French authorities are believed to have arrested the alleged gunman who shot a photographer at the offices of the daily newspaper Libération before opening fire outside French bank Societe Generale in the La Defense business district.
According to police sources cited by Le Parisien, the suspect was tracked down after a massive manhunt. He was last seen after he forced a driver to take him to Champs-Elysées where he disappeared into a metro station.
Police officially denied it had apprehended the suspect.
The man was described as "calm and determined", aged between 35 and 45, with European features and shaven salt-and-pepper-hair.
In a fresh photo, taken from a CCTV camera in the Concorde metro station, the suspect wears a red jacket and a beige cap - different clothes from the long green coat and the bullet-proof vest he was wearing on Monday.
Interior minister Manuel Valls said that authorities had been working on the DNA of the suspect, which was found in the hijacked car and on the used cartridges recovered at Libération HQ.
The victim, a 23-year-old originally from the southern city of Toulon, was "still critical", according to Libération executive Nicolas Demorand but "in a slightly better state" after undergoing hospital treatment.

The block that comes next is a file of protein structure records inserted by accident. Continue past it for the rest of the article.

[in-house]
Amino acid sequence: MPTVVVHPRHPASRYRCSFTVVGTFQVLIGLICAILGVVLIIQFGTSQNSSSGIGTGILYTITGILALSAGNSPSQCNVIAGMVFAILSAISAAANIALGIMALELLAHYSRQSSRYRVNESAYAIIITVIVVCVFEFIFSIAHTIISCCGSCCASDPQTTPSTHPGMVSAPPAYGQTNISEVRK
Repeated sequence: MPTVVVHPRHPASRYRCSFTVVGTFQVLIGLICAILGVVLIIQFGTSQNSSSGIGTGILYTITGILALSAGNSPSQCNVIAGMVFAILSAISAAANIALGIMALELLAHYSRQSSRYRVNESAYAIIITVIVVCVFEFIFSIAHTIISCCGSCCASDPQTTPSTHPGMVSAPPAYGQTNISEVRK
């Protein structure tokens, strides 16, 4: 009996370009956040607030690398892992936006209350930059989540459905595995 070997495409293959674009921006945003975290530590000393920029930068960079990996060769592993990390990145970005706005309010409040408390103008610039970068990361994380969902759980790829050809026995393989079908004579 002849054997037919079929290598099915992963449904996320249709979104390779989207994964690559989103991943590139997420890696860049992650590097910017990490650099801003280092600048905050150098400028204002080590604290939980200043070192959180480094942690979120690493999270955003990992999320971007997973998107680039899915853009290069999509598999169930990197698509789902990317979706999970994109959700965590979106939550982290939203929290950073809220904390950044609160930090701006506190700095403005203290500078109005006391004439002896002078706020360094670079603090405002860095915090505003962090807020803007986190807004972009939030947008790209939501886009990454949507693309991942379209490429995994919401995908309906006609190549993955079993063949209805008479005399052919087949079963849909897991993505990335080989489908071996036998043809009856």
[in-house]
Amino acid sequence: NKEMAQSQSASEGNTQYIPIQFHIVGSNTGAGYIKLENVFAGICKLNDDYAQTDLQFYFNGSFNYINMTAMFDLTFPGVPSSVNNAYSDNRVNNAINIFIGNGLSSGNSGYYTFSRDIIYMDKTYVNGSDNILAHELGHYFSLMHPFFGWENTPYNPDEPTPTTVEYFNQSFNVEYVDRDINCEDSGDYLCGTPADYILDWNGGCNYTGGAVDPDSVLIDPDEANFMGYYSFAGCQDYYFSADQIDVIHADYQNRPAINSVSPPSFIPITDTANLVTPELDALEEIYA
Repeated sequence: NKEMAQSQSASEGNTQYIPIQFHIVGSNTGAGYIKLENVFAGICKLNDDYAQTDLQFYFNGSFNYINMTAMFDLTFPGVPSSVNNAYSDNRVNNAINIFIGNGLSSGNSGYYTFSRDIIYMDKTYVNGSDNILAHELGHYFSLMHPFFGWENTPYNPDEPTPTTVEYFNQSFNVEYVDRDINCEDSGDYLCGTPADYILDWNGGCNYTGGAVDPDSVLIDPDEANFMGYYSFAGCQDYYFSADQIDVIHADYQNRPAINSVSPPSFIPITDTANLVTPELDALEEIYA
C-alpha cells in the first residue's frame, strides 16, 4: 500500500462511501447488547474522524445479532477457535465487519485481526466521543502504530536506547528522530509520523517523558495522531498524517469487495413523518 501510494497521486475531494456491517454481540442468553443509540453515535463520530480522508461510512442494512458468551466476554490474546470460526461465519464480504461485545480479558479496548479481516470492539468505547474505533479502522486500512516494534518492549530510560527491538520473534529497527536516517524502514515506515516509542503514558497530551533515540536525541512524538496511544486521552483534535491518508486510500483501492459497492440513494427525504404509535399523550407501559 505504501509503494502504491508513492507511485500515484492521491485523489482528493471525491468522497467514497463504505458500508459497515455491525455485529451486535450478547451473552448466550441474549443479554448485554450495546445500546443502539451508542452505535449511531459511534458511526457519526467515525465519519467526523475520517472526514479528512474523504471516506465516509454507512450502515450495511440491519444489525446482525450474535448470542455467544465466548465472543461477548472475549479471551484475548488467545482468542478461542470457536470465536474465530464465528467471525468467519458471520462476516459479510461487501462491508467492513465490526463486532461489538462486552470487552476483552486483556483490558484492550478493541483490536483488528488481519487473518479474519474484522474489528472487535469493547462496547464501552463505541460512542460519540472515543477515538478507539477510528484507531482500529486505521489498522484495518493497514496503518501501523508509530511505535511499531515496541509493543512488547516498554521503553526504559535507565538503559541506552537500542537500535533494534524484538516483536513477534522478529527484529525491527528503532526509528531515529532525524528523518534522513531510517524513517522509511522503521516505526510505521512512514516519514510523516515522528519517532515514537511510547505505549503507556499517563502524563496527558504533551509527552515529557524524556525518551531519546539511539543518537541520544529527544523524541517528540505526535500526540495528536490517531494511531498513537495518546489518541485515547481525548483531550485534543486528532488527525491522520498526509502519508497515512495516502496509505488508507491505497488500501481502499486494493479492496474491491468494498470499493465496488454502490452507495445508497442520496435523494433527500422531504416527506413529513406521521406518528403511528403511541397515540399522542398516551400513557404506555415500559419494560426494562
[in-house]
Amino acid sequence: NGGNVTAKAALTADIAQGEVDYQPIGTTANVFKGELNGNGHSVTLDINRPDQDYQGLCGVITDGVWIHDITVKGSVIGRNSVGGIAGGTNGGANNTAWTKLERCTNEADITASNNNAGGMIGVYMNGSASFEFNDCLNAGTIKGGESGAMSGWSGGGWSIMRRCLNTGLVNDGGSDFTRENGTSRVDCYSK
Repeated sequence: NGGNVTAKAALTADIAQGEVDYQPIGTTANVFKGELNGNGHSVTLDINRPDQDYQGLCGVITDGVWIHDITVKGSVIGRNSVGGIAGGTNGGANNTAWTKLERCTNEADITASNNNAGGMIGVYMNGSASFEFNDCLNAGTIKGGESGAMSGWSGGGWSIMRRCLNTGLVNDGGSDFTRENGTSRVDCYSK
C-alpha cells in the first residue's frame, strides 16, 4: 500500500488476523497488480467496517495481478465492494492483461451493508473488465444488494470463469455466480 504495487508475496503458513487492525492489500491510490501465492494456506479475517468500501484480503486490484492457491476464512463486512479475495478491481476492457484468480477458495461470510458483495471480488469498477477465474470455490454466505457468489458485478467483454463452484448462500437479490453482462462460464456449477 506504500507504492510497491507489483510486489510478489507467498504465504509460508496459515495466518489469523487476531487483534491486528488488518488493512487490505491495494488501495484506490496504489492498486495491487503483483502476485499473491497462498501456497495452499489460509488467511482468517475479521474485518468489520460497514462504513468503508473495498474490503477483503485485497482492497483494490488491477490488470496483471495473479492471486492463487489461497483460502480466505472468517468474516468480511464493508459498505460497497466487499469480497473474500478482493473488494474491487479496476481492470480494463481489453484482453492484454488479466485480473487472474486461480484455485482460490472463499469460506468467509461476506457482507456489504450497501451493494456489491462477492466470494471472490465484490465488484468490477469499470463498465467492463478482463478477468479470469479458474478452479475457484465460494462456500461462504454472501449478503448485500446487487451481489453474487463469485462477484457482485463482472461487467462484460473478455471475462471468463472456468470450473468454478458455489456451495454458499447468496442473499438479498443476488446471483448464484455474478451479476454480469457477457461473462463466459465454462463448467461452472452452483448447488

He was on his first day of work as assistant for the magazine Next.
The shooter entered the Libération office on Monday morning armed with a hunting rifle and fired two shots before fleeing. The photographer was hit in the thorax and in the stomach.
The gunman, described as a "tough-looking skinhead in bulletproof vest" by witnesses, fired shots outside the headquarters of French bank Societe Generale.
The incident came three days after a man broke into the Paris HQ of business channel BFMTV and fired several bullets before escaping. No-one was wounded in the incident but the gunman warned a senior editor: "Next time, I will not miss you."